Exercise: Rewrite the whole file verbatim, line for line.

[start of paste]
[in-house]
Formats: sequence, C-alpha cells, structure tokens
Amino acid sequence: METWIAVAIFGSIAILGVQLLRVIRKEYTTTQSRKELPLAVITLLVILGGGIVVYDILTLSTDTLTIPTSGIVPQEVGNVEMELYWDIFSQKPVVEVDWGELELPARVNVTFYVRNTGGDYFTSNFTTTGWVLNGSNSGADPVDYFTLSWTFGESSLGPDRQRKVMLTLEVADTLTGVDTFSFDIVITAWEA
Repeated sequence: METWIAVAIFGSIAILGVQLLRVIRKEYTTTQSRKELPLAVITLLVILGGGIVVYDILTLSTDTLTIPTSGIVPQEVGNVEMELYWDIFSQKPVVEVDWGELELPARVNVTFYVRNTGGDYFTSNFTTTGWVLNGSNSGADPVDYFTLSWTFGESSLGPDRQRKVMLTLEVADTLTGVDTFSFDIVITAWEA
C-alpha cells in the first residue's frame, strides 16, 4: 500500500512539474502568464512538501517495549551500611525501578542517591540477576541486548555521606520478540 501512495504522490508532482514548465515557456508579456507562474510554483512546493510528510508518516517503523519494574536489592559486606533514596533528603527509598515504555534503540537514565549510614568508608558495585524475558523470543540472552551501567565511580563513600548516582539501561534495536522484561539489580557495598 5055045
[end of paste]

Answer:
[in-house]
Formats: sequence, C-alpha cells, structure tokens
Amino acid sequence: METWIAVAIFGSIAILGVQLLRVIRKEYTTTQSRKELPLAVITLLVILGGGIVVYDILTLSTDTLTIPTSGIVPQEVGNVEMELYWDIFSQKPVVEVDWGELELPARVNVTFYVRNTGGDYFTSNFTTTGWVLNGSNSGADPVDYFTLSWTFGESSLGPDRQRKVMLTLEVADTLTGVDTFSFDIVITAWEA
Repeated sequence: METWIAVAIFGSIAILGVQLLRVIRKEYTTTQSRKELPLAVITLLVILGGGIVVYDILTLSTDTLTIPTSGIVPQEVGNVEMELYWDIFSQKPVVEVDWGELELPARVNVTFYVRNTGGDYFTSNFTTTGWVLNGSNSGADPVDYFTLSWTFGESSLGPDRQRKVMLTLEVADTLTGVDTFSFDIVITAWEA
C-alpha cells in the first residue's frame, strides 16, 4: 500500500512539474502568464512538501517495549551500611525501578542517591540477576541486548555521606520478540 501512495504522490508532482514548465515557456508579456507562474510554483512546493510528510508518516517503523519494574536489592559486606533514596533528603527509598515504555534503540537514565549510614568508608558495585524475558523470543540472552551501567565511580563513600548516582539501561534495536522484561539489580557495598 5055045